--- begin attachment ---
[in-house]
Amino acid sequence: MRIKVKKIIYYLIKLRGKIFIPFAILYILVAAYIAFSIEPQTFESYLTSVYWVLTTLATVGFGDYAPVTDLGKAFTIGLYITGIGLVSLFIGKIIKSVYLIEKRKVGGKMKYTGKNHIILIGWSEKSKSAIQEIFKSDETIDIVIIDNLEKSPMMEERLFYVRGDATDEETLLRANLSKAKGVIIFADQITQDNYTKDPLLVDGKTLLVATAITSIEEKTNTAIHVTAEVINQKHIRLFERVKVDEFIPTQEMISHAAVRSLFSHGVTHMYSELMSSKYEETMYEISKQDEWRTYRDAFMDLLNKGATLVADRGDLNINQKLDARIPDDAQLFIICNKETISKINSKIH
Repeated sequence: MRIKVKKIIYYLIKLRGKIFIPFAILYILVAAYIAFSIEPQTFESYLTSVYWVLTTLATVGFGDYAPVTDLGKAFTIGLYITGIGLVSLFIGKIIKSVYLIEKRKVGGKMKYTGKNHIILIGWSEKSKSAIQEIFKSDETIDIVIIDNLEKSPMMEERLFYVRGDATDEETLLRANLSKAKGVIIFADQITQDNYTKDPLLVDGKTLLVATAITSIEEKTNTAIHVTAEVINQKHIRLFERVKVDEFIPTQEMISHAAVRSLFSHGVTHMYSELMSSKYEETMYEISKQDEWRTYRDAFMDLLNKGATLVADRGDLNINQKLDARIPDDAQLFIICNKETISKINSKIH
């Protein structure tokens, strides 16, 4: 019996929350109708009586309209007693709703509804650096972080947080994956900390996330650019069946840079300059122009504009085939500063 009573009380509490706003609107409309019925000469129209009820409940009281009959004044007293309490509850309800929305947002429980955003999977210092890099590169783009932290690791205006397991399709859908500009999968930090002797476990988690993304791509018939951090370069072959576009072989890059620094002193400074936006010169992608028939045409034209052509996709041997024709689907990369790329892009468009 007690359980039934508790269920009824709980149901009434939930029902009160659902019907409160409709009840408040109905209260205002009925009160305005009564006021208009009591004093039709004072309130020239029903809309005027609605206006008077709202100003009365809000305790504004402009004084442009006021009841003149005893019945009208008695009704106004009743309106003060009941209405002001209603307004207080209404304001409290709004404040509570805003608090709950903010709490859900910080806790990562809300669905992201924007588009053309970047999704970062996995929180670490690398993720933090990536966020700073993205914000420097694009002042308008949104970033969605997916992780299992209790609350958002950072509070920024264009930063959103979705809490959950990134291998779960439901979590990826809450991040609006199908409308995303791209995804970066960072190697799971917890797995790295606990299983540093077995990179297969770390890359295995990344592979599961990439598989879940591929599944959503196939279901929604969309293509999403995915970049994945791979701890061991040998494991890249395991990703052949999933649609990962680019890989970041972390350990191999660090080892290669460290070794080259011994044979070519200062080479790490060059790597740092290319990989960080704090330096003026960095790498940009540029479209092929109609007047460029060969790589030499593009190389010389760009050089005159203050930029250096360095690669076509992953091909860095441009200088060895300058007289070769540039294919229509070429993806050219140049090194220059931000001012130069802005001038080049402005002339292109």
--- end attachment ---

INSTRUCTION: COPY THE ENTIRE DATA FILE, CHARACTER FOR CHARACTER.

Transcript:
[in-house]
Amino acid sequence: MRIKVKKIIYYLIKLRGKIFIPFAILYILVAAYIAFSIEPQTFESYLTSVYWVLTTLATVGFGDYAPVTDLGKAFTIGLYITGIGLVSLFIGKIIKSVYLIEKRKVGGKMKYTGKNHIILIGWSEKSKSAIQEIFKSDETIDIVIIDNLEKSPMMEERLFYVRGDATDEETLLRANLSKAKGVIIFADQITQDNYTKDPLLVDGKTLLVATAITSIEEKTNTAIHVTAEVINQKHIRLFERVKVDEFIPTQEMISHAAVRSLFSHGVTHMYSELMSSKYEETMYEISKQDEWRTYRDAFMDLLNKGATLVADRGDLNINQKLDARIPDDAQLFIICNKETISKINSKIH
Repeated sequence: MRIKVKKIIYYLIKLRGKIFIPFAILYILVAAYIAFSIEPQTFESYLTSVYWVLTTLATVGFGDYAPVTDLGKAFTIGLYITGIGLVSLFIGKIIKSVYLIEKRKVGGKMKYTGKNHIILIGWSEKSKSAIQEIFKSDETIDIVIIDNLEKSPMMEERLFYVRGDATDEETLLRANLSKAKGVIIFADQITQDNYTKDPLLVDGKTLLVATAITSIEEKTNTAIHVTAEVINQKHIRLFERVKVDEFIPTQEMISHAAVRSLFSHGVTHMYSELMSSKYEETMYEISKQDEWRTYRDAFMDLLNKGATLVADRGDLNINQKLDARIPDDAQLFIICNKETISKINSKIH
């Protein structure tokens, strides 16, 4: 019996929350109708009586309209007693709703509804650096972080947080994956900390996330650019069946840079300059122009504009085939500063 009573009380509490706003609107409309019925000469129209009820409940009281009959004044007293309490509850309800929305947002429980955003999977210092890099590169783009932290690791205006397991399709859908500009999968930090002797476990988690993304791509018939951090370069072959576009072989890059620094002193400074936006010169992608028939045409034209052509996709041997024709689907990369790329892009468009 007690359980039934508790269920009824709980149901009434939930029902009160659902019907409160409709009840408040109905209260205002009925009160305005009564006021208009009591004093039709004072309130020239029903809309005027609605206006008077709202100003009365809000305790504004402009004084442009006021009841003149005893019945009208008695009704106004009743309106003060009941209405002001209603307004207080209404304001409290709004404040509570805003608090709950903010709490859900910080806790990562809300669905992201924007588009053309970047999704970062996995929180670490690398993720933090990536966020700073993205914000420097694009002042308008949104970033969605997916992780299992209790609350958002950072509070920024264009930063959103979705809490959950990134291998779960439901979590990826809450991040609006199908409308995303791209995804970066960072190697799971917890797995790295606990299983540093077995990179297969770390890359295995990344592979599961990439598989879940591929599944959503196939279901929604969309293509999403995915970049994945791979701890061991040998494991890249395991990703052949999933649609990962680019890989970041972390350990191999660090080892290669460290070794080259011994044979070519200062080479790490060059790597740092290319990989960080704090330096003026960095790498940009540029479209092929109609007047460029060969790589030499593009190389010389760009050089005159203050930029250096360095690669076509992953091909860095441009200088060895300058007289070769540039294919229509070429993806050219140049090194220059931000001012130069802005001038080049402005002339292109």